Commercial mortgage finance for landlords buying semi-commercial property

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Due to rising costs, many landlords are looking at diversifying their property portfolio by investing in commercial and semi-commercial property. Semi-commercial property is mixed use property that has a commercial space as well as residential accommodation.

There are advantages to investing in this sector of the property market using a commercial mortgage.

Stamp duty

In 2017, the government raised the stamp duty on second homes and residential investment properties to 3%. This increase did not apply to commercial and semi-commercial property.

Semi-commercial property is mixed use property where a portion of the building is used for commercial purposes and a portion for residential use. These include shops with flats above them, pubs and hotels. Though part of the building is residential investment property the whole property is not subject to the extra 3%.

Changes to mortgage tax relief

Landlords can claim tax relief on mortgage interest payments. This tax relief is being phased out by 2020. The tax changes do not apply to commercial property but for semi-commercial property, the commercial mortgage interest payments on the residential portion of the building are subject to the cuts in tax relief.

It is not always clear about what percentage of the property is residential and subject to different tax regulations. Professional advice may be needed to make sure a landlord is paying the correct tax. HM Revenue and Customs may also help.

Split income

When calculating the value of a semi-commercial investment, there are often two incomes to consider, one from the commercial one and the other from the residential tenant. For some mixed-use properties such as pubs and hotels, the same tenant could be using both the commercial and the residential portion of the building.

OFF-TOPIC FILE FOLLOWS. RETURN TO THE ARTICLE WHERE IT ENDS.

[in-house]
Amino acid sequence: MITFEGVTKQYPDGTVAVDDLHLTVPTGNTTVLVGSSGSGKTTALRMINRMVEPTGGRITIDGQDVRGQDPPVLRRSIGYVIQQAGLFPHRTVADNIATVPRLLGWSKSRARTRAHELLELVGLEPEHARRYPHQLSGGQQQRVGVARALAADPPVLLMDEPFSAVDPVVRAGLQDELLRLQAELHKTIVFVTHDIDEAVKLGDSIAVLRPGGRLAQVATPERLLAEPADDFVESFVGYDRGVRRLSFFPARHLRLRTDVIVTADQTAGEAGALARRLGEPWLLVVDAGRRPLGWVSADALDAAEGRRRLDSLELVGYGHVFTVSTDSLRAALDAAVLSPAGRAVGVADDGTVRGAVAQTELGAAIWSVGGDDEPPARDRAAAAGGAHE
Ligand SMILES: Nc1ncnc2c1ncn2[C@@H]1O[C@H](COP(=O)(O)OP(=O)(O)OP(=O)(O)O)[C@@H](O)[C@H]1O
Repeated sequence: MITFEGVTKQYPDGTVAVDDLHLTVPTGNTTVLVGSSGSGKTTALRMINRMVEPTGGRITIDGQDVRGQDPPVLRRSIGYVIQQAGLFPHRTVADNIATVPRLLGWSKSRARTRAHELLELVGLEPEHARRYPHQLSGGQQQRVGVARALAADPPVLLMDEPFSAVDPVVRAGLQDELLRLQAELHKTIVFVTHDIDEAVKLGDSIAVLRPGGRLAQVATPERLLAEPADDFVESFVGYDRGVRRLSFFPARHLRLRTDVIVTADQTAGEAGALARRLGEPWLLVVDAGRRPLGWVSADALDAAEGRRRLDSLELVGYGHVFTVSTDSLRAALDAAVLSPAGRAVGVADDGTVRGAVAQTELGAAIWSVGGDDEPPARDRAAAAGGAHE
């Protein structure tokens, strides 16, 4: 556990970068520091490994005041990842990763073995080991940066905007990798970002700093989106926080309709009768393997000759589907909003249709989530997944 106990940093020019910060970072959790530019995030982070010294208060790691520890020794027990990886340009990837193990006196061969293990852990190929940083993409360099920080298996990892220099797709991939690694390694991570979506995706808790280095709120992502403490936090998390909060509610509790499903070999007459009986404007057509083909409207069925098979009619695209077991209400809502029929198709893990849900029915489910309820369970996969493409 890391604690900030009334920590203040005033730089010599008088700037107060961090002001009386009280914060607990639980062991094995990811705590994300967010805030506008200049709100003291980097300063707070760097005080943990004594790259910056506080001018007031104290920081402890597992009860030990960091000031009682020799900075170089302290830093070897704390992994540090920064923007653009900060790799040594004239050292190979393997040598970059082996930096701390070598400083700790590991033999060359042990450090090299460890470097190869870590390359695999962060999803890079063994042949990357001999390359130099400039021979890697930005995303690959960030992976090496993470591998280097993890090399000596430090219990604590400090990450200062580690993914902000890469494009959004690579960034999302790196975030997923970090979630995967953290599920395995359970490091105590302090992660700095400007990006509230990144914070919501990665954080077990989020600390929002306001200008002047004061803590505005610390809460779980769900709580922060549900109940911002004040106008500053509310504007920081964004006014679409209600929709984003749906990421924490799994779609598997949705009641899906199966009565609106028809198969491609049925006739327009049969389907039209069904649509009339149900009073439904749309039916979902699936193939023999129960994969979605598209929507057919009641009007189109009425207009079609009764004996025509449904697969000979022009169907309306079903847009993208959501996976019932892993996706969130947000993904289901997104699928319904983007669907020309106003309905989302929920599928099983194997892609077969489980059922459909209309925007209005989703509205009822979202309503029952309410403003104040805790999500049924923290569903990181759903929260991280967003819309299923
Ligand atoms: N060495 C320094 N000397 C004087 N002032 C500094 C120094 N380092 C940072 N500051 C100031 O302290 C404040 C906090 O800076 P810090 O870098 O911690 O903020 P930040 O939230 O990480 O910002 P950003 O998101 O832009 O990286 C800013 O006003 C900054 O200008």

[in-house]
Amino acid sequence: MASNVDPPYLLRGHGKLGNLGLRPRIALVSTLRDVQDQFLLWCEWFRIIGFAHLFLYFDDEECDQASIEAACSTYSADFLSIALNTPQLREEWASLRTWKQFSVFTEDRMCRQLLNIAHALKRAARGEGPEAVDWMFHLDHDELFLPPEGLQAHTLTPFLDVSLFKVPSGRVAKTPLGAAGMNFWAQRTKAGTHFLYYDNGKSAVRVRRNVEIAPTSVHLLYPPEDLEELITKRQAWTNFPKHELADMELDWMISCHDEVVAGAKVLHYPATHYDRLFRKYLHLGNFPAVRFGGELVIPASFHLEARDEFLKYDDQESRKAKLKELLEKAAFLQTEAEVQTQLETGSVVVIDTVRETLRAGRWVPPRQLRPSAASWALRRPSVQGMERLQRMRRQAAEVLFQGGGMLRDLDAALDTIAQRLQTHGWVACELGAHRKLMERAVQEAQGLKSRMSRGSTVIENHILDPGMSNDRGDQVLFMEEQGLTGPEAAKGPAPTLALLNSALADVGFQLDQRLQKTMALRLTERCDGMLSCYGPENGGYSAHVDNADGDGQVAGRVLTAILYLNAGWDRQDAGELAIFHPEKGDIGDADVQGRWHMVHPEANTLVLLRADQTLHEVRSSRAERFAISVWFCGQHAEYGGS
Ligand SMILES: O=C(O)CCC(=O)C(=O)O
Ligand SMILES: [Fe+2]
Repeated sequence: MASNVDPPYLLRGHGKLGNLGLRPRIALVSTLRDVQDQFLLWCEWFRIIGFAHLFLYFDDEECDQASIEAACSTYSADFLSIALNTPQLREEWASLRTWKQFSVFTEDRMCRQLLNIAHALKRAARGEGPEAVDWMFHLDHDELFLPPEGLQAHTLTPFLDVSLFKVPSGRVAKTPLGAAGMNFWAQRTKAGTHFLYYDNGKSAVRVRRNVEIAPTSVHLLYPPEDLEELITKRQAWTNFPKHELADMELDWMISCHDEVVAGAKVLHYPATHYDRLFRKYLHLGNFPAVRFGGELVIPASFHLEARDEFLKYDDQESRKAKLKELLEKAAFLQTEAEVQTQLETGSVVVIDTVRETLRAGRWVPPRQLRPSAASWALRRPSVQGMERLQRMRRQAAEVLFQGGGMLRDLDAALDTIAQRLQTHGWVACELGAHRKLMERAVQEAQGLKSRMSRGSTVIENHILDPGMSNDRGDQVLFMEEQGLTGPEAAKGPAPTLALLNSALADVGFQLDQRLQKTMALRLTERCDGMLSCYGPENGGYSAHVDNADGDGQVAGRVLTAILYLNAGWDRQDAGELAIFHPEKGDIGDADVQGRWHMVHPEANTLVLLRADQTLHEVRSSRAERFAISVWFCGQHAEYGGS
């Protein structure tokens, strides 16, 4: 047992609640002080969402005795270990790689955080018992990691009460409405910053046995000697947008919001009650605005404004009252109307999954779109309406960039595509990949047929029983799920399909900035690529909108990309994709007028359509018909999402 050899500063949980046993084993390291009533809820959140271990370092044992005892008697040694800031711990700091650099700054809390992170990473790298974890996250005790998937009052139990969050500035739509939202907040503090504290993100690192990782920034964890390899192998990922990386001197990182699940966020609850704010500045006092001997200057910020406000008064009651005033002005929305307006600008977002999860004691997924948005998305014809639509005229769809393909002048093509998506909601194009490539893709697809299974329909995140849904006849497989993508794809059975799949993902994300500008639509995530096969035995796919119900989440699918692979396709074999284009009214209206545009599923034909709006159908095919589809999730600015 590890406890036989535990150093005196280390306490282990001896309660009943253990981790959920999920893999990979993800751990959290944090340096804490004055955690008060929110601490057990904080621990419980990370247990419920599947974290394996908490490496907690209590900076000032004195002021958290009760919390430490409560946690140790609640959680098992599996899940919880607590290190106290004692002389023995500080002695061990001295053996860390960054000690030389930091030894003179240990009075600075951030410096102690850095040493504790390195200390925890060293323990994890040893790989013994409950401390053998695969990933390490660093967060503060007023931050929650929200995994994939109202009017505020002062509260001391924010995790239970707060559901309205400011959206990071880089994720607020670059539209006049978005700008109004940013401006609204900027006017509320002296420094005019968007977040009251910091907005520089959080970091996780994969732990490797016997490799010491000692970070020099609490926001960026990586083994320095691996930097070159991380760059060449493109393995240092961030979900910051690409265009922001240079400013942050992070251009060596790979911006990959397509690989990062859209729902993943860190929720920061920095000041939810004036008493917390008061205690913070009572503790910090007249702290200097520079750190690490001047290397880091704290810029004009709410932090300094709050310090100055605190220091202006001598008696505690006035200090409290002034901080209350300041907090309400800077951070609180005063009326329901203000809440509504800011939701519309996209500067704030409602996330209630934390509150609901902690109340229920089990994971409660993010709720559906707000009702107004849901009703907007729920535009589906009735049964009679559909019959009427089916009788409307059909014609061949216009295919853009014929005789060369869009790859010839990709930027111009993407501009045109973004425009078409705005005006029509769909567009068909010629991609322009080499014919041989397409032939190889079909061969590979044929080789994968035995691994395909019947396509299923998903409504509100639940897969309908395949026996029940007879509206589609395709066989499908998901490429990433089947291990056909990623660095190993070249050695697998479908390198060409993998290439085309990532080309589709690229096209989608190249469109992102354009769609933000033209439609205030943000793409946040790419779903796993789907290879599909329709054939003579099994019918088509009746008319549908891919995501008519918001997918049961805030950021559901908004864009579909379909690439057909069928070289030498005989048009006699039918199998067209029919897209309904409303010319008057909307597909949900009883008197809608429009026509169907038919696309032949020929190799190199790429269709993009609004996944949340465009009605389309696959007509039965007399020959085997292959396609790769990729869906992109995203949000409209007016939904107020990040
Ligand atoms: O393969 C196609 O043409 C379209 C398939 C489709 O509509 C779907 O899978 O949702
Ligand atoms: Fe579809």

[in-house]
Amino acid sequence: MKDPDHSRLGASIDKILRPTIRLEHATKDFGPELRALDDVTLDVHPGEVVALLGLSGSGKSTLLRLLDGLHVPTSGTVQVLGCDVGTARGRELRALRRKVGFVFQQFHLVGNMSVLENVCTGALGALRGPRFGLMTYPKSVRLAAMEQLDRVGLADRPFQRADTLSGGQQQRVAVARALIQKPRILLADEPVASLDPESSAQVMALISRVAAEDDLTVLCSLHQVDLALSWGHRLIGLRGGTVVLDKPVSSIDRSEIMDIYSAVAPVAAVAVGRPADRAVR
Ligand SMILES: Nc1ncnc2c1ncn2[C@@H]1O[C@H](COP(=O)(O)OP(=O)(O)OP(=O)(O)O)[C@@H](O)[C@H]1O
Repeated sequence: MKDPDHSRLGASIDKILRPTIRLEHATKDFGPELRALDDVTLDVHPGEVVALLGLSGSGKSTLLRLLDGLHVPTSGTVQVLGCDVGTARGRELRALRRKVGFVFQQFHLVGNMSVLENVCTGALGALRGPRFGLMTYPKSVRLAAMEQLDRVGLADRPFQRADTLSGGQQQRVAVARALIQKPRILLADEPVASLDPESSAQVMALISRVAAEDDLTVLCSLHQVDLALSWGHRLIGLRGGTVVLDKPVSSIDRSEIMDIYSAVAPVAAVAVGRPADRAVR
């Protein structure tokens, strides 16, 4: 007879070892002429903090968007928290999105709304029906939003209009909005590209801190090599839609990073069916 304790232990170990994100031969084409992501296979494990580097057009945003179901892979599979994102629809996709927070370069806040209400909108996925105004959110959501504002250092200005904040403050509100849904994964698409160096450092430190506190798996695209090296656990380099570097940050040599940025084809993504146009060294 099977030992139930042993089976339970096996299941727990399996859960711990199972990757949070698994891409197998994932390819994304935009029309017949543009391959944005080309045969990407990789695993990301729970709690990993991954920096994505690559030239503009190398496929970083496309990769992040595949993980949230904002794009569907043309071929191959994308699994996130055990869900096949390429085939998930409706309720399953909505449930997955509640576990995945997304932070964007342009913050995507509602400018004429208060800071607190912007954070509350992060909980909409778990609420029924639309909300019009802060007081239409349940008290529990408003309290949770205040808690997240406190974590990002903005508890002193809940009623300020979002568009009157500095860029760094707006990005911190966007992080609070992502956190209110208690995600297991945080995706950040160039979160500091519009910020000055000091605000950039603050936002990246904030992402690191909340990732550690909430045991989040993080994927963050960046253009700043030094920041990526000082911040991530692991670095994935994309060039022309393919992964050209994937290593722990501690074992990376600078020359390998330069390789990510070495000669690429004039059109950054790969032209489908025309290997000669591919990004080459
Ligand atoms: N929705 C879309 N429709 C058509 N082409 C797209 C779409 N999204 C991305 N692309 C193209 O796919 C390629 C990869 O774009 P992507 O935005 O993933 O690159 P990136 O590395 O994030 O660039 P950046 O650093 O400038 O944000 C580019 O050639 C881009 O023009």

There will often be different lease time periods. Commercial tenants tend to sign longer leases than residential ones, which means that there is more likelihood of there being more vacant periods in the residential portion compared to the commercial one. On the other hand, when a commercial tenant leaves, it can take longer to find another tenant than a residential one.

All these factors need to be considered when forecasting likely income and expenses on the investor’s business plan.

Applying for a mortgage for semi-commercial property

A commercial mortgage can be used to purchase semi-commercial property. Typically, a landlord will need a 25% deposit on a 75% loan-to-value mortgage. If other property on a landlord’s portfolio is used for additional security, some lenders will consider a higher loan-to-value rate.

Commercial mortgage interest rates are low, but are generally higher than residential mortgages rates. An adverse credit history does not necessarily mean that a commercial mortgage application will be turned down.

If you are looking to invest in semi-commercial property, get in touch with Ascot Mortgages, as we can answer all your questions about this sector of the property market. If you want to go ahead with purchasing semi-commercial property, we can find the best commercial mortgage deals to finance your property investment.

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